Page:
Nationwide is to refund £6m in overdraft fees to thousands of customers across the UK after the building society failed to send them the correct text warnings about unarranged overdrafts.
Bank customers must receive a text alert before they are charged for entering unarranged overdrafts.
A total of 320,000 customers were affected and are set to receive a reimbursement of the charges.
The Competition and Markets Authority (CMA) has directed Nationwide to take immediate action and improve its practices.
Any new processes must be audited by an independent body.
Nationwide said in a statement: "Nationwide has sent over 19 million alerts since the rules were introduced. We have engaged proactively with the CMA to review these incidents, which were first reported to them in 2018 and the wording was corrected in November 2018. We have implemented improvements and additional controls to ensure this does not happen again. These controls are currently being reviewed by independent third parties.
“As an organisation that prides itself on service, we apologise for these incidents and any inconvenience caused. We have started the process for refunding members and will ensure no one is left out of pocket."
Adam Land, CMA senior director for remedies, business and financial analysis, said: “The text alerts we ordered banks to send to customers if they are about to slip into an unarranged overdraft are key to helping them avoid unexpected fees. Nationwide failed to do this on numerous occasions and our action today makes it clear they must fix this as a matter of urgency. It’s imperative that these problems are sorted out immediately and that they don’t occur again.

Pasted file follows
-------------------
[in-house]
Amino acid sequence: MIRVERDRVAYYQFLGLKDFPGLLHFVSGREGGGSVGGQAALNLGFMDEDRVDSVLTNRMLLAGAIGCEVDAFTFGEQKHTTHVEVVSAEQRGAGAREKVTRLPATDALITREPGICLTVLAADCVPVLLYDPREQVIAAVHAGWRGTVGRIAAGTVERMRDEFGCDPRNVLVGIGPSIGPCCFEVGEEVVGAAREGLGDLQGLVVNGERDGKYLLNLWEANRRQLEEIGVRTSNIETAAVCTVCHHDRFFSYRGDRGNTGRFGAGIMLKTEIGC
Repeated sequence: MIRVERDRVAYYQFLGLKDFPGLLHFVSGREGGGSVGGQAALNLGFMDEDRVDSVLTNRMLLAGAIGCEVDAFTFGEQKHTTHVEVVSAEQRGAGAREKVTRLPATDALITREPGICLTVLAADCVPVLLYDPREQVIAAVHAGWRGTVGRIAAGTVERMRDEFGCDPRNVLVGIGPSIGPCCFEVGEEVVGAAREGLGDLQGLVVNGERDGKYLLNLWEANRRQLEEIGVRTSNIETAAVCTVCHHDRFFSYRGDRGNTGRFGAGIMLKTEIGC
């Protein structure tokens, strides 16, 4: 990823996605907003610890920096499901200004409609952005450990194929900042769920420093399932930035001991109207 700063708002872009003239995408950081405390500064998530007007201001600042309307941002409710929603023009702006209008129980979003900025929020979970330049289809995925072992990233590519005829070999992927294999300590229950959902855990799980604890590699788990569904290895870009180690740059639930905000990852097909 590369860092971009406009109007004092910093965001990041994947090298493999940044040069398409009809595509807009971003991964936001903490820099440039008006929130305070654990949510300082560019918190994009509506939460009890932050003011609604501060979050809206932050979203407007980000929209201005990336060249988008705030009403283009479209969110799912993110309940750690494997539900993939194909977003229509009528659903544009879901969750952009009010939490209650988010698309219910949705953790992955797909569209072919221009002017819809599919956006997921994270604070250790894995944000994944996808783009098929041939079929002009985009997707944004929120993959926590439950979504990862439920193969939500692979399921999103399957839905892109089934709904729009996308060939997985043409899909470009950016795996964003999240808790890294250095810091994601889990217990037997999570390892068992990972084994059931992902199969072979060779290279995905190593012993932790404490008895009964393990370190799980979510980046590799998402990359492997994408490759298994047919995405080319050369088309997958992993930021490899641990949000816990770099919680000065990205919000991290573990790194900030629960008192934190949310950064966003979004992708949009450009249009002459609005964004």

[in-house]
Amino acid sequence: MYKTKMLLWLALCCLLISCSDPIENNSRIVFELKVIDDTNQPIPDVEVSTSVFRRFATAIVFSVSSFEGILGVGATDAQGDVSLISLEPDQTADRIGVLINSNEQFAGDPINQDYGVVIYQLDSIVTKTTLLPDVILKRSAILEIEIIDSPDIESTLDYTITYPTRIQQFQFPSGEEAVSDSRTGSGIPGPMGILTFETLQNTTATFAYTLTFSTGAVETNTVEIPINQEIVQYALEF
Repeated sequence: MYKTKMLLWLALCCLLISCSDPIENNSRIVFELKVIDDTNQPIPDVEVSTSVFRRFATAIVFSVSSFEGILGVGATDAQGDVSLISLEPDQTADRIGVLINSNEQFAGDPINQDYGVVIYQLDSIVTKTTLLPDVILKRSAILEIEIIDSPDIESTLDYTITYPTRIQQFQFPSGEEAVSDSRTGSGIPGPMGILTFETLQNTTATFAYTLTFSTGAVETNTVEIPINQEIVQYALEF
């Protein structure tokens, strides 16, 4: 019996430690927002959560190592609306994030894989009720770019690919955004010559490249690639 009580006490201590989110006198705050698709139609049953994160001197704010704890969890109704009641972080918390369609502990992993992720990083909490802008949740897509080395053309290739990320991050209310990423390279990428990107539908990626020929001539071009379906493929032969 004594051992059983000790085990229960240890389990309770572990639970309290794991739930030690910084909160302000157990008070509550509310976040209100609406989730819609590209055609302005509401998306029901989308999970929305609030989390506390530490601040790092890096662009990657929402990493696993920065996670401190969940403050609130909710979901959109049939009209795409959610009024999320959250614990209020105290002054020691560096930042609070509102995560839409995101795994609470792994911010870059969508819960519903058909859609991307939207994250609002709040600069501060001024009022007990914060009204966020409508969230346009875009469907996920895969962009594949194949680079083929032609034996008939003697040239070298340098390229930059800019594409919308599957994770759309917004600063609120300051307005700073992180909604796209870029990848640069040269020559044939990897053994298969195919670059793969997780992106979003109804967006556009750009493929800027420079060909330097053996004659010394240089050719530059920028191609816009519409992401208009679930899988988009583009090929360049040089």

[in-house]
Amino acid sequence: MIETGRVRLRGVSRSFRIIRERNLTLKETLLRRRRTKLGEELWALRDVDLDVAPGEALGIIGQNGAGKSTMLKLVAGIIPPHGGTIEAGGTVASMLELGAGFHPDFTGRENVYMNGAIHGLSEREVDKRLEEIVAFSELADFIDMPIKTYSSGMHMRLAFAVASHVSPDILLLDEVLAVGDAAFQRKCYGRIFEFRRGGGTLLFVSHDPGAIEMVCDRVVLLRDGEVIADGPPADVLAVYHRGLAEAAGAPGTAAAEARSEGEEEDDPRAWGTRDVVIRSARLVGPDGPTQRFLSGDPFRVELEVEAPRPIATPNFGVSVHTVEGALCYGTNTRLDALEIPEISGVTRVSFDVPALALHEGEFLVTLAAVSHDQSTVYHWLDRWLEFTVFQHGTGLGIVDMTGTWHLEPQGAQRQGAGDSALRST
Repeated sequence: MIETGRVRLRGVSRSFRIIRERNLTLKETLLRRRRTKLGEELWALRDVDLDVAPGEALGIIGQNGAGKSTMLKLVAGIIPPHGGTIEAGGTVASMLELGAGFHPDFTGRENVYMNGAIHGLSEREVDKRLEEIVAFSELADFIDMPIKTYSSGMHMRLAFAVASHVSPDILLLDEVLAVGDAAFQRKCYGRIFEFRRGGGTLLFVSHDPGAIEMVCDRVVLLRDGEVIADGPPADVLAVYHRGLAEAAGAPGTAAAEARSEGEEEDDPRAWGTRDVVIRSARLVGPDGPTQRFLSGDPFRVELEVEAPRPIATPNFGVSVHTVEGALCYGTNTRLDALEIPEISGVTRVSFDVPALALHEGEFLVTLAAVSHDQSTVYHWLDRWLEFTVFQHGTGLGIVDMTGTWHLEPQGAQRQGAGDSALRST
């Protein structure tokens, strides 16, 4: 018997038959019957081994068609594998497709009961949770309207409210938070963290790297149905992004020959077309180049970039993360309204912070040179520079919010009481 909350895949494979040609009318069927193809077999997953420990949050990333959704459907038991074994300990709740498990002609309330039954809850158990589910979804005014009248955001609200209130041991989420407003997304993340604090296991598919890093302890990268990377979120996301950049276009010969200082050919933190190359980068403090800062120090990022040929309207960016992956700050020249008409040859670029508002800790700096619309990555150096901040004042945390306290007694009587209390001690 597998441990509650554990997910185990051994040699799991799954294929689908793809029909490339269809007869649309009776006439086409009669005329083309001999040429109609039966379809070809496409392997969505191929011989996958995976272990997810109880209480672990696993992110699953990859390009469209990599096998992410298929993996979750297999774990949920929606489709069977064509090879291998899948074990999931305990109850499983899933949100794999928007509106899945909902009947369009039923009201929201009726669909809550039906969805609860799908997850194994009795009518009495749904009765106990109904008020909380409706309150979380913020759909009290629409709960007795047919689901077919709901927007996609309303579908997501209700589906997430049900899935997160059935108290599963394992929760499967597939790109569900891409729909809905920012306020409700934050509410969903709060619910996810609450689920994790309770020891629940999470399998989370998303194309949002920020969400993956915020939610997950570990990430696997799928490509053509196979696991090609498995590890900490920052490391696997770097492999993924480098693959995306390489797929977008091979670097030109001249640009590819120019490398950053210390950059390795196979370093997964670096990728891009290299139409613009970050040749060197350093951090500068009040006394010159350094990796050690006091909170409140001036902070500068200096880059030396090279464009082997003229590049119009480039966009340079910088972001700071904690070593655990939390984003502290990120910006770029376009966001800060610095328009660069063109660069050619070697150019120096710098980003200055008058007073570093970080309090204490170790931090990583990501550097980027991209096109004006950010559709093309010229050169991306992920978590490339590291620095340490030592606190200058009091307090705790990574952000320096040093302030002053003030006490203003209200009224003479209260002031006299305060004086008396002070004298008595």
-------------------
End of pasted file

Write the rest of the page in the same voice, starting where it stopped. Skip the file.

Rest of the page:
“Although we are pleased that Nationwide is going to reimburse customers affected, the CMA needs stronger powers for cases like this which is why we are seeking the ability to impose fines when firms breach our orders.”
The CMA has also published a letter today to Nationwide about a breach of the Northern Ireland Personal Current Account Banking Market Investigation Order 2008.
Nationwide informed the CMA in June 2019 that, between June 2018 and June 2019, it had failed to provide leaflets on switching Personal Current Accounts to around 120,000 customers in breach of that order. Although the order was revoked before the CMA was notified of the breach, Nationwide has committed to provide affected customers with those leaflets.
In June, Credit Strategy reported that the Financial Conduct Authority (FCA) would be overhauling its overdraft rules, including stopping banks and building societies from charging higher prices for unarranged overdrafts than for arranged overdrafts and banning fixed fees for borrowing through an overdraft.